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AT&T's iPhone Sales Disappoint Stockholders -- EVERYBODY PANIC!

AT&T yesterday reported robust early sales for the iPhone -- but not robust enough. Investors expected more, and the price of Apple stock dropped as a result. But the figures represent a single datapoint, with no bearing on the long-term outlook for the iPhone.

AT&T yesterday reported robust early sales for the iPhone -- but not robust enough. Investors expected more, and the price of Apple stock dropped as a result. But the figures represent a single datapoint, with no bearing on the long-term outlook for the iPhone.

AT&T, the exclusive service provider for the iPhone, reported on Tuesday that it activated 146,000 iPhones in the quarter ending June 30. That kind of sellthrough is great - but not good enough. Apple stock slumped, because analysts were expecting much higher; Goldman Sachs estimated sales of 700,000 units that weekend.

The AT&T report obviously isn't good news for Apple, its investors, partners, and enthusiasts. But it's not bad news, either. It's just information. It says absolutely nothing about whether the iPhone is going to be as revolutionary as Apple hopes.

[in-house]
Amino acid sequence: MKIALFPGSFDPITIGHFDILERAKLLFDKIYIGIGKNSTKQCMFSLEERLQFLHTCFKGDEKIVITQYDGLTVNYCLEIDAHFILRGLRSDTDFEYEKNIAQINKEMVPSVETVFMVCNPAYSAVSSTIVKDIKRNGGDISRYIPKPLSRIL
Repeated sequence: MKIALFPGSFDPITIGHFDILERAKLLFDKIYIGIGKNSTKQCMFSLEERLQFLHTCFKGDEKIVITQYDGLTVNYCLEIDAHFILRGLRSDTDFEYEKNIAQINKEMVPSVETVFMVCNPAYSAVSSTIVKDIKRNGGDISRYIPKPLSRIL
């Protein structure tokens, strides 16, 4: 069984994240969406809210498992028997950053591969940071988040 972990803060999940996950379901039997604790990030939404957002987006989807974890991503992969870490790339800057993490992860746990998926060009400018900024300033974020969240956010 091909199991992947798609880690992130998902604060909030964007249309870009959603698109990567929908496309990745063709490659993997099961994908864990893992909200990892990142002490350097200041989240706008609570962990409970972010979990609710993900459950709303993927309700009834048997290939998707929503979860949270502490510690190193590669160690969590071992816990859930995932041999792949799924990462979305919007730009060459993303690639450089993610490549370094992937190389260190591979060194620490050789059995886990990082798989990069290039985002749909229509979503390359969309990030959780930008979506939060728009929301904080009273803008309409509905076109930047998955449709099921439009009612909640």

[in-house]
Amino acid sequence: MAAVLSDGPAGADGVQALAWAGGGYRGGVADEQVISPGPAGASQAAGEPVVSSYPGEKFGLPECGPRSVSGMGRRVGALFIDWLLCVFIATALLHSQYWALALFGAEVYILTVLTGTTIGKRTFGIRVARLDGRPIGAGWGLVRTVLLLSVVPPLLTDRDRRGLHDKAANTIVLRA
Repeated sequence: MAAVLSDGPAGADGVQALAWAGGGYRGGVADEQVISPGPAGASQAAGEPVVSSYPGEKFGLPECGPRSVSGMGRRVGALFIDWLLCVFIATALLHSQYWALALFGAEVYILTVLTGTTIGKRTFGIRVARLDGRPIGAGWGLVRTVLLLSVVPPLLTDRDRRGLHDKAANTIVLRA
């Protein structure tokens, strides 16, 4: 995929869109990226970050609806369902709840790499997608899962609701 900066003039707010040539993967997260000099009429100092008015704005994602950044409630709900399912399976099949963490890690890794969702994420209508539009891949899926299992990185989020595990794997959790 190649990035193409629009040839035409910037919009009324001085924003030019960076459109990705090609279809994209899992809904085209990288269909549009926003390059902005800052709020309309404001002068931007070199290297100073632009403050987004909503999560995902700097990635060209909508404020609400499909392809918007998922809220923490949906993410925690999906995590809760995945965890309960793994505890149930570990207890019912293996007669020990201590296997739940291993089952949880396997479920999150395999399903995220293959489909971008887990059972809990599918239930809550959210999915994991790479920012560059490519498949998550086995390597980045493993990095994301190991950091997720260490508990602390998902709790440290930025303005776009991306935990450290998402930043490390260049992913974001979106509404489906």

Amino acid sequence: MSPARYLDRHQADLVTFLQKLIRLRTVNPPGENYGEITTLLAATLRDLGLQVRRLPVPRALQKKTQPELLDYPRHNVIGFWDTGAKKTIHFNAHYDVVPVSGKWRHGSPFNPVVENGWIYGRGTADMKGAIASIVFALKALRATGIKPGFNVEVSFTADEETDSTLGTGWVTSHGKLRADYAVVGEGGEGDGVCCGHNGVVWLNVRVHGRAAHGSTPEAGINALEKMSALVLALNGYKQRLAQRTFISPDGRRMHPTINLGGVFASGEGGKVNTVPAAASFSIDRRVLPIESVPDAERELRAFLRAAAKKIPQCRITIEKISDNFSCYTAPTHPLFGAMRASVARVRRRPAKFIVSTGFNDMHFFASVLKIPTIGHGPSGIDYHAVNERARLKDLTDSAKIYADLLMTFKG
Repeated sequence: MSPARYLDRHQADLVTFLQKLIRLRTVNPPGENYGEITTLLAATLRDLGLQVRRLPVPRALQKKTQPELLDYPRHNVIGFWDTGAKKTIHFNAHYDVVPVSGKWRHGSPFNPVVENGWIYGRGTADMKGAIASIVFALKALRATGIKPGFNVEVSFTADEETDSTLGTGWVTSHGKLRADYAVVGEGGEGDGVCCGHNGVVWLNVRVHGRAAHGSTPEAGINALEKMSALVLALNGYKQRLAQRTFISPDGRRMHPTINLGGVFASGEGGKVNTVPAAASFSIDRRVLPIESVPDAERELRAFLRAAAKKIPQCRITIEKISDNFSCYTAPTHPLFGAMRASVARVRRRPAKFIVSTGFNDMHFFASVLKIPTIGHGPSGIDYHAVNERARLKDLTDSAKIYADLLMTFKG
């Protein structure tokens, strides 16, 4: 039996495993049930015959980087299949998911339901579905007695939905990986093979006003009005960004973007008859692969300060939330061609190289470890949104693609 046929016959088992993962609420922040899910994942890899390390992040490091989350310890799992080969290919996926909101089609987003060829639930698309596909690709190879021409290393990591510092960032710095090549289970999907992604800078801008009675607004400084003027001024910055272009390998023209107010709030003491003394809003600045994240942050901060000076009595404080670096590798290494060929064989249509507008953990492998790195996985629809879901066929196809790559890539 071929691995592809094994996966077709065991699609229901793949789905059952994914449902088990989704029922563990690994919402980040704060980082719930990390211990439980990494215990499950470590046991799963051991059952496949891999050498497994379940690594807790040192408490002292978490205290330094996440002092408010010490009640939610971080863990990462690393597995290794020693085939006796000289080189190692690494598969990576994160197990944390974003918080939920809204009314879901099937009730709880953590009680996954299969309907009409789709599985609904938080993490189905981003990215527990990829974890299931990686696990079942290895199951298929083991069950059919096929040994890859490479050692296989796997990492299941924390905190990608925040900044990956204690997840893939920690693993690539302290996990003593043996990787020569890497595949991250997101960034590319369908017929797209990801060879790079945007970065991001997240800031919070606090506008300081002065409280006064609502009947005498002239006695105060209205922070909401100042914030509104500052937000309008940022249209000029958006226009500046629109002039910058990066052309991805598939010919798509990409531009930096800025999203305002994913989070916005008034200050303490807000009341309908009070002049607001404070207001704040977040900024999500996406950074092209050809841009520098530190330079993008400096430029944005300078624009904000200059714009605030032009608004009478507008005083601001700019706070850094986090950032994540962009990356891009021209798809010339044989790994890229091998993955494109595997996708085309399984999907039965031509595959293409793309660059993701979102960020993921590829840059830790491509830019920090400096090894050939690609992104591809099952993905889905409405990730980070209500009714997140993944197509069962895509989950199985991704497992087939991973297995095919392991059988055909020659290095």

Here are some reasons why the AT&T reports don't mean much:

Piper Jaffrey analyst Eugene Munster told the New York Times that iPhone sales "were largely in line with analysts' earliest targets, but as public excitement grew, so did investor expectations." He noted that the iPod was considered a disappointment in its first quarter on the market in late 2004. He expects similar, gradual growth for the iPhone, with a surge in 2009.

Again, I can back this up based on my own anecdotal experience. When I show the iPhone to friends and family, they look it over, press the buttons, hand it back to me, nod decisively and say they're looking forward to getting one - around Christmas. Or in a year. When the bugs get shaken out, a couple of new features get added, and the price comes down. This is hardly an unusual buying cycle for gadgets.

We'll know a lot more about early iPhone sales in a couple of hours, when Apple reports its own results for the quarter. Watch InformationWeek; we'll bring you that news as soon as it happens.